Hidden deep in the bowels of the Fraser Institute in Vancouver, there is an elaborate contraption known as "the Canadian Tax Simulator." It generates the data for "the Canadian Consumer Tax Index," an annual report that supposedly tells us how much tax is paid by the average Canadian family.
The latest report was released just before the income tax filing deadline of April 30. Taxes, we were told, are shockingly high as a proportion of family income, and now loom larger than spending on the necessities of life.
The Fraser Institute's key finding was that "in 2012, 42.7 per cent of an average family's income went towards taxes (including all types of taxes imposed by federal, provincial and local governments)."
The methodology used to reach that conclusion is somewhat opaque, but the reported results are highly questionable.
According to the latest OECD statistics, Canadian taxes from all sources amounted to just 31 per cent of GDP in 2011, which presumably means that the average family pays that amount in taxes as a share of income – if one assumes, as does the Fraser Institute, that all taxes are borne by households. The OECD calculation is obviously well below the Fraser Institute number, to the tune of more than 10 percentage points of GDP.
The difference may be because the Fraser Institute is counting as "taxes" government non-tax revenues such as income from public investments and commercial operations, as well as revenues from user fees and charges. Total Canadian government tax and non-tax revenues combined amounted to 37.5 per cent of GDP in 2011 according to the OECD (see Annex Table 26 here), in the same ballpark though still a bit lower than the Fraser Institute number.
As noted, the Fraser Institute includes in its calculation of the average family tax bill all taxes – including taxes paid by businesses such as corporate income tax, business property taxes and natural resource levies. This is done on the grounds that such taxes are ultimately passed on to households.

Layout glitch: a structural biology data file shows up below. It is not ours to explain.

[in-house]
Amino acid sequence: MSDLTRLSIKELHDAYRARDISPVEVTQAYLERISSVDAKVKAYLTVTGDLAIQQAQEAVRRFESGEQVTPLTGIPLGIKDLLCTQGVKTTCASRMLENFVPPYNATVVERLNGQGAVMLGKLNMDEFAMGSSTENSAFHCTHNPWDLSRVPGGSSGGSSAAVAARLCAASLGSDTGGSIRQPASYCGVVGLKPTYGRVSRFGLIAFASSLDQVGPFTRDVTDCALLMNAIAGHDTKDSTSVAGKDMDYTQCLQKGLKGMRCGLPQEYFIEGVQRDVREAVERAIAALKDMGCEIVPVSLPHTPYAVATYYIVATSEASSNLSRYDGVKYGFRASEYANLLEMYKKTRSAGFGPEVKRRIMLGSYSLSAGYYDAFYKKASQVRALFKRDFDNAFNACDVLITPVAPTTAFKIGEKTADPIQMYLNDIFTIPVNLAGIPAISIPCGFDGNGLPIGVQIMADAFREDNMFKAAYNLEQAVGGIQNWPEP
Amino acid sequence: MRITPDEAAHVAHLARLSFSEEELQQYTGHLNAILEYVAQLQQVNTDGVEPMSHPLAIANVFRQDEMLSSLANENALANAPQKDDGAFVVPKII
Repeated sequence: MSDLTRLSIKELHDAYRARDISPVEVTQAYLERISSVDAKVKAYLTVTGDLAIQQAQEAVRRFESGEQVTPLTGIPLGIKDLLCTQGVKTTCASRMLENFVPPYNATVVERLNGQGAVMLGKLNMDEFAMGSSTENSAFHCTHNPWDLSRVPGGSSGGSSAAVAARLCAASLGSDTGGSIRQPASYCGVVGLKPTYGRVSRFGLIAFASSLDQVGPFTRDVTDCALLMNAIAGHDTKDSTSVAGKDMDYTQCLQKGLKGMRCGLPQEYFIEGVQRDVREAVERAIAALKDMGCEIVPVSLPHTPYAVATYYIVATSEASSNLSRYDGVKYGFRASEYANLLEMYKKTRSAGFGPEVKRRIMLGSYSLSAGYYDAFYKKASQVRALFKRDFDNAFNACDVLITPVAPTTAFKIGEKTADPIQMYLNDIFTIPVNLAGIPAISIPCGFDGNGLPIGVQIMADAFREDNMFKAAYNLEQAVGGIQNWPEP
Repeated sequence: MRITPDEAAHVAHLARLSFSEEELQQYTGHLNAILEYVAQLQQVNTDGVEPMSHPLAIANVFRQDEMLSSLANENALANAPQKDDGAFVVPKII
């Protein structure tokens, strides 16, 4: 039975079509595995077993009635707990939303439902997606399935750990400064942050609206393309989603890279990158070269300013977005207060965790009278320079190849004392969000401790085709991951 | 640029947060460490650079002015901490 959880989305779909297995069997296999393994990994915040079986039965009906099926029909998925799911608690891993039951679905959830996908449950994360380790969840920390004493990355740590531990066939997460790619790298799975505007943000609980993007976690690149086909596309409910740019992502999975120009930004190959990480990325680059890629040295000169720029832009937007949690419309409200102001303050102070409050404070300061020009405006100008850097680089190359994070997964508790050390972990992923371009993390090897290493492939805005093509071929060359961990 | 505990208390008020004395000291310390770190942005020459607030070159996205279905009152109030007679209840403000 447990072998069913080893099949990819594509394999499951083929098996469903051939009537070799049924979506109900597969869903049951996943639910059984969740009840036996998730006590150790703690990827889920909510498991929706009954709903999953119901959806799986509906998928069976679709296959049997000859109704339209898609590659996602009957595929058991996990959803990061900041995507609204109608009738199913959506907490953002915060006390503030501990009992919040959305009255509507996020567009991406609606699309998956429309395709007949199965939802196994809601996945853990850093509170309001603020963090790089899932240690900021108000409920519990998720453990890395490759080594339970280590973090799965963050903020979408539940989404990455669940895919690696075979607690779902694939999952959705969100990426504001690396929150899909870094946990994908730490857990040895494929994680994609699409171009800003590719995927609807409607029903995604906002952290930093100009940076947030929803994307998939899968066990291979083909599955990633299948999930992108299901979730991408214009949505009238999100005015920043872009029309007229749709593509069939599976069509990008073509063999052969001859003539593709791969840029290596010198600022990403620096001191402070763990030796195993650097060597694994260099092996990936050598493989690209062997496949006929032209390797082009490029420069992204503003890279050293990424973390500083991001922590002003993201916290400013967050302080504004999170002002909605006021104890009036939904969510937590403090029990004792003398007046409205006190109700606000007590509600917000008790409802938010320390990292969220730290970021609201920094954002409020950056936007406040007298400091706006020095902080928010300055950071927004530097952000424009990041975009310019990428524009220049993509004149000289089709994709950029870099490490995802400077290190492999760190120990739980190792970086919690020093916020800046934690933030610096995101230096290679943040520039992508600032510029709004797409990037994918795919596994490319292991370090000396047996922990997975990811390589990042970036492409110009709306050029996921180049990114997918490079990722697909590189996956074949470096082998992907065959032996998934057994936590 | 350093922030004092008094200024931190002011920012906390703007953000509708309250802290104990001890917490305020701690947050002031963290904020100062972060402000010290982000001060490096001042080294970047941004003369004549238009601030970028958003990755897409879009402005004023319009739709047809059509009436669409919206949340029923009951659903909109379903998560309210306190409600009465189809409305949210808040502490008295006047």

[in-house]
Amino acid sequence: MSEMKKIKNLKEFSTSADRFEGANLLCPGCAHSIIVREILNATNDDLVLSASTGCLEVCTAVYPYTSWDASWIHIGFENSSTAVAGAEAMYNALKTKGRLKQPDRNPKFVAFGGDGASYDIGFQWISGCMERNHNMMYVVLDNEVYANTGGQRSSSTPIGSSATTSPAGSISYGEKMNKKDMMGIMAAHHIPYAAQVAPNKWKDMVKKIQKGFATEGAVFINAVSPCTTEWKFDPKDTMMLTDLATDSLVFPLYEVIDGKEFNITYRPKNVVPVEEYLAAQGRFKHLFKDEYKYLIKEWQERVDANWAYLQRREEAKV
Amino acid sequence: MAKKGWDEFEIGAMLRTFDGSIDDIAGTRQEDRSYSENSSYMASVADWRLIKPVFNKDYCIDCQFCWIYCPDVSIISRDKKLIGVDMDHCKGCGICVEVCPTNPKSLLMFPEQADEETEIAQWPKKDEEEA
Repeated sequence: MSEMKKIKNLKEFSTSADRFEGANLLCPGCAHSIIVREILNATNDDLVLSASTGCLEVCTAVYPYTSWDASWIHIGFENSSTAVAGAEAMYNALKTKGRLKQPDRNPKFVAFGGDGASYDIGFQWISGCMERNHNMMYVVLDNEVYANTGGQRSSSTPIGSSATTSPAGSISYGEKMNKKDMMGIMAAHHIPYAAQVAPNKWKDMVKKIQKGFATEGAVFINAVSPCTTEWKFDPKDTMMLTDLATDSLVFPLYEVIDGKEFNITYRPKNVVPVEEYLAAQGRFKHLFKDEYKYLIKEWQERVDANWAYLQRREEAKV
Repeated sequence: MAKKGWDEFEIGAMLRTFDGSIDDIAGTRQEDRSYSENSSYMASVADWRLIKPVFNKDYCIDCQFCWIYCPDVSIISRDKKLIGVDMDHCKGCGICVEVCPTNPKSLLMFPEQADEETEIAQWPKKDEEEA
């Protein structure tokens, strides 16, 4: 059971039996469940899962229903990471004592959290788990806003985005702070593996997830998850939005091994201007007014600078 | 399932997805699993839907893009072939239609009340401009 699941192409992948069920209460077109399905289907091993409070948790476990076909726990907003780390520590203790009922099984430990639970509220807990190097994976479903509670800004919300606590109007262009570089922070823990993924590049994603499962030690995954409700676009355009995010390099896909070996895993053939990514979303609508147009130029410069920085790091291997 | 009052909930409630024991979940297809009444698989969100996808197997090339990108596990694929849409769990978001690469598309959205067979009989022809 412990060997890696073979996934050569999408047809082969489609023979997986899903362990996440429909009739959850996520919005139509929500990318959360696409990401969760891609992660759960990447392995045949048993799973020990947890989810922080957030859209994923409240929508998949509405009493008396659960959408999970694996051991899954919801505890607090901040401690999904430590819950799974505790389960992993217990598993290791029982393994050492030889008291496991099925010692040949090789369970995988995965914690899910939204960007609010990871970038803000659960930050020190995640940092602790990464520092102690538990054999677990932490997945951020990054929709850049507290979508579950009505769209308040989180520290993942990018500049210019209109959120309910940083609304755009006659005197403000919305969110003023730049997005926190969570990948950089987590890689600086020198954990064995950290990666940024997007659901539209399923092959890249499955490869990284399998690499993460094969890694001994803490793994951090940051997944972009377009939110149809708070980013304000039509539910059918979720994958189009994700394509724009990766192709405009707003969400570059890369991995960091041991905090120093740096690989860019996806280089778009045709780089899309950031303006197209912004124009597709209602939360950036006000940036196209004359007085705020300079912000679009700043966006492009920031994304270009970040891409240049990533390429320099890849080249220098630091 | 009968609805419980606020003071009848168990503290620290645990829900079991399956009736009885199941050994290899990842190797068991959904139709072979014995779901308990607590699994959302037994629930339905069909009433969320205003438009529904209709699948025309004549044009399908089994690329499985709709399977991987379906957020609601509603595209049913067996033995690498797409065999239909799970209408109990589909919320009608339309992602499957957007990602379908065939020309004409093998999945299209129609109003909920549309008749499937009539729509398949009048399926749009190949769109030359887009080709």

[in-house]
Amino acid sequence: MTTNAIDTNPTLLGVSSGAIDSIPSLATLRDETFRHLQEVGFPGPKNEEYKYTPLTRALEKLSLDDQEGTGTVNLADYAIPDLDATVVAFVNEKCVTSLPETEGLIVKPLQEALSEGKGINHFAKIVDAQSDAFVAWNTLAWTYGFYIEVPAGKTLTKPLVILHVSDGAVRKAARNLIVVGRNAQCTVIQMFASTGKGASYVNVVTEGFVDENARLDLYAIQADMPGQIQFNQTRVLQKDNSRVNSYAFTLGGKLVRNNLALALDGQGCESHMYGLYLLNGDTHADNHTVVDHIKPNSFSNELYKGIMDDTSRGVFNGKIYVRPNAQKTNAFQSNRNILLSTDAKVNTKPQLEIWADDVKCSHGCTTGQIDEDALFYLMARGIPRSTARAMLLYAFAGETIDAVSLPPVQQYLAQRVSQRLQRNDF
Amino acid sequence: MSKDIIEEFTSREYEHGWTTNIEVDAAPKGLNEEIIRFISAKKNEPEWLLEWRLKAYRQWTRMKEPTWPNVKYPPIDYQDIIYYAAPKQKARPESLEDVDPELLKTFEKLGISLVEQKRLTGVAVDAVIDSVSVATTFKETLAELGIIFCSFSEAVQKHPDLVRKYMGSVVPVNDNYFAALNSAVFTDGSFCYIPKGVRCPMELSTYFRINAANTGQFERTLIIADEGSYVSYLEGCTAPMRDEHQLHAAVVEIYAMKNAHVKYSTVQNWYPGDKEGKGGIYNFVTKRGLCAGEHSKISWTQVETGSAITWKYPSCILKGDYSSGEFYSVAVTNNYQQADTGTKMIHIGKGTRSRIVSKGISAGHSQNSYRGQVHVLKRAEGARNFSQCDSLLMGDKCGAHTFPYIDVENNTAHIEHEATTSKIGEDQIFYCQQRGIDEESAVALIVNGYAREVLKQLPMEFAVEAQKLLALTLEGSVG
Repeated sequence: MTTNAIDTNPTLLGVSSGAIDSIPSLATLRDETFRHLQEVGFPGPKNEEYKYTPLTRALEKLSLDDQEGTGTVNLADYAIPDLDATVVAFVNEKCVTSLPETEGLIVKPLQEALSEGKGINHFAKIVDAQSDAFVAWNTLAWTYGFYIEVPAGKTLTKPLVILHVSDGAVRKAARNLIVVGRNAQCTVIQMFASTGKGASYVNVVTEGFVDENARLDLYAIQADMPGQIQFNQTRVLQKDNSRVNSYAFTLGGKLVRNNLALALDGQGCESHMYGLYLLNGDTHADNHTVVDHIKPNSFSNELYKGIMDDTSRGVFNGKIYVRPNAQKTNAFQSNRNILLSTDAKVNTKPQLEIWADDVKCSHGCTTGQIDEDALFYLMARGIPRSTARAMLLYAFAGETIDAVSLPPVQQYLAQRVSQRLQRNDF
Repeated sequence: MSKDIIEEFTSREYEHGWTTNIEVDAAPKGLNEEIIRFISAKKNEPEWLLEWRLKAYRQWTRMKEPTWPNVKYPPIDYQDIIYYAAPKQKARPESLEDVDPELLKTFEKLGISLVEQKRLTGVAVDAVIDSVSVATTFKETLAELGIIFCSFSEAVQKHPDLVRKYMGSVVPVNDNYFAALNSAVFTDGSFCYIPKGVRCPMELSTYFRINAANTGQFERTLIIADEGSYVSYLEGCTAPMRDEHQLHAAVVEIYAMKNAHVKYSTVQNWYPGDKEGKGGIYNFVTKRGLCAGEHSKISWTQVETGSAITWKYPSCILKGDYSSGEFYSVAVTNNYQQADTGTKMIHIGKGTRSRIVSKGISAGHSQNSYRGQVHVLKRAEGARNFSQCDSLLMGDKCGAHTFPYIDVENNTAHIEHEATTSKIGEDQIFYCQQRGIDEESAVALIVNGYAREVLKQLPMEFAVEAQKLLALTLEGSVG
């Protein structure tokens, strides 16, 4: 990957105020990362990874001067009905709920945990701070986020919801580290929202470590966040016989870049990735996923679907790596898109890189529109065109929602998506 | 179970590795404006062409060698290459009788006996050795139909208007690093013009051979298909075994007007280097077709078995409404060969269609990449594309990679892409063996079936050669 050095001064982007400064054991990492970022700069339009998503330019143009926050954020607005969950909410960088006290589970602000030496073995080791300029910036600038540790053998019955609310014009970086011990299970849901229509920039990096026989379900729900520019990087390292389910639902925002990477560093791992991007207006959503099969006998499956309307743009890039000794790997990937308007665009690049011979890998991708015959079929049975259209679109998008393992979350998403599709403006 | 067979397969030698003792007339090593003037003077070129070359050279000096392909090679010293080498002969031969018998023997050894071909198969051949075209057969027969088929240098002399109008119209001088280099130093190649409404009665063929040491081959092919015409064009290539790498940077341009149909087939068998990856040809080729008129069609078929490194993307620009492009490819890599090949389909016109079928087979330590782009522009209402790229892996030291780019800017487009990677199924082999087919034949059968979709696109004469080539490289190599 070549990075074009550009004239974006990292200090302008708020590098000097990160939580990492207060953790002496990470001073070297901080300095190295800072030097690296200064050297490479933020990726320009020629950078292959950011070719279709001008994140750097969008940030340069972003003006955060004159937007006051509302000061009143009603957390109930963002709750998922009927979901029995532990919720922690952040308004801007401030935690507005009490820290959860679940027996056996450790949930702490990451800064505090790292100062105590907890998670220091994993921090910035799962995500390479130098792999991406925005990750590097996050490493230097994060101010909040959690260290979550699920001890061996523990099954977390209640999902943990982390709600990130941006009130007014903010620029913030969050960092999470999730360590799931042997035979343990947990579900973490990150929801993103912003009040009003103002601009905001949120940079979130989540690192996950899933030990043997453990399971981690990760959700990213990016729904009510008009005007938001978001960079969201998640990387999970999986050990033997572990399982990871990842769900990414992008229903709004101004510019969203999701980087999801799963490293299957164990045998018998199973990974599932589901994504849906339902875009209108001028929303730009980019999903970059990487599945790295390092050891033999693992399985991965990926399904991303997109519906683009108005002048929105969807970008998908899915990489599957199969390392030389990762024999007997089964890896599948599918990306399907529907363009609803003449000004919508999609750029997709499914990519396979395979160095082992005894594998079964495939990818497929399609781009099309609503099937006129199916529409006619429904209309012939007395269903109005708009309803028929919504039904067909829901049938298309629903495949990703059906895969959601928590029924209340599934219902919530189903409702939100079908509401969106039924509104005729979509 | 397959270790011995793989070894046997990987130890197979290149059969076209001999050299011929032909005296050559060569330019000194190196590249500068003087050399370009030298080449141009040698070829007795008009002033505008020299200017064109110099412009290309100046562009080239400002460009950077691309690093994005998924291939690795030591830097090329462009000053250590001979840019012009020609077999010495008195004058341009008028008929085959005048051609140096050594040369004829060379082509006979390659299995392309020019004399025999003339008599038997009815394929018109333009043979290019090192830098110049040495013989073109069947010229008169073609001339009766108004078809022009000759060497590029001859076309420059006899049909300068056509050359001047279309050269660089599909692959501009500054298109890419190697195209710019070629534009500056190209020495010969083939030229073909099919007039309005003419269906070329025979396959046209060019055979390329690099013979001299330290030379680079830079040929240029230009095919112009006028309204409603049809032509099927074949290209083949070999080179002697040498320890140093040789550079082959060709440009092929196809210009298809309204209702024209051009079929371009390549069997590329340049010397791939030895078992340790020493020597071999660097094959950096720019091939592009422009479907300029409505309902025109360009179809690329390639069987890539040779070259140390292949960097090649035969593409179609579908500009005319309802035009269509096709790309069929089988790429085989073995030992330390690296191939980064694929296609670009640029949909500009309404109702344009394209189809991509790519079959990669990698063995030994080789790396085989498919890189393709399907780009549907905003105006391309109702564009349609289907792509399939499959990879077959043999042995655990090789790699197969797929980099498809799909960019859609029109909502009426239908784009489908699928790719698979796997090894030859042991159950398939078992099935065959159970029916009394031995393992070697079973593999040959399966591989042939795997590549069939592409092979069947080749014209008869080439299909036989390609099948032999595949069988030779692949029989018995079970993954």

Most economists would agree that taxes on business are shifted to a modest degree onto workers in the form of lower wages and onto consumers in the form of higher prices. But the major impact is on profits and thus on the investment returns of higher-income taxpayers.
A recent mainstream study for the United States, conducted by the Urban Institute and the Brookings Institution, found that 79 per cent of the revenues from the corporate income tax are borne by the top 20 per cent of income earners. The average family does not face a significant tax burden because of taxes levied on profits.
The Fraser Institute says that 29.1 per cent of the taxes paid by the average family are accounted for by personal income taxes. But they fail to make clear that income taxes as a share of income are still quite progressive, meaning that high-income families pay much more than low-income families.
Statistics Canada's Survey of Household Spending provides data for income taxes paid as a share of total family spending by income group. Dividing families into quintiles (or five groups of equal size), the personal income tax "burden" measured as a share of spending rises from just 1.2 per cent for the bottom quintile to 5.0 per cent for the next quintile, 10.2 per cent for the middle income group, 15.3 per cent for the next group and 27.8 per cent for the top quintile.
The key point is that personal income taxes are a trivial share of spending for the bottom 40 per cent of families, and loom large only for families at the higher end of the income spectrum.
The Fraser Institute uses 1961 as a base year, leaving the impression that taxes have been soaring as a share of family income since then. In point of fact, based on the same OECD data, taxes have slipped by more than five percentage points of GDP since their peak 15 years ago, in 1998.
One can also note that the "tax burden" in 1961 was low because, back in those glorious days of small government, Canadians had no Medicare, no Canada Pension Plan, no Guaranteed Income Supplement to old age pensions, and only a tiny post-secondary educational system.
In short, taxes paid by an average family, the price we pay for a civilized society, are far more modest than the widely publicized calculations of the Fraser Institute would suggest.
Andrew Jackson is the Packer Professor of Social Justice at York University and Senior Policy Adviser to the Broadbent Institute.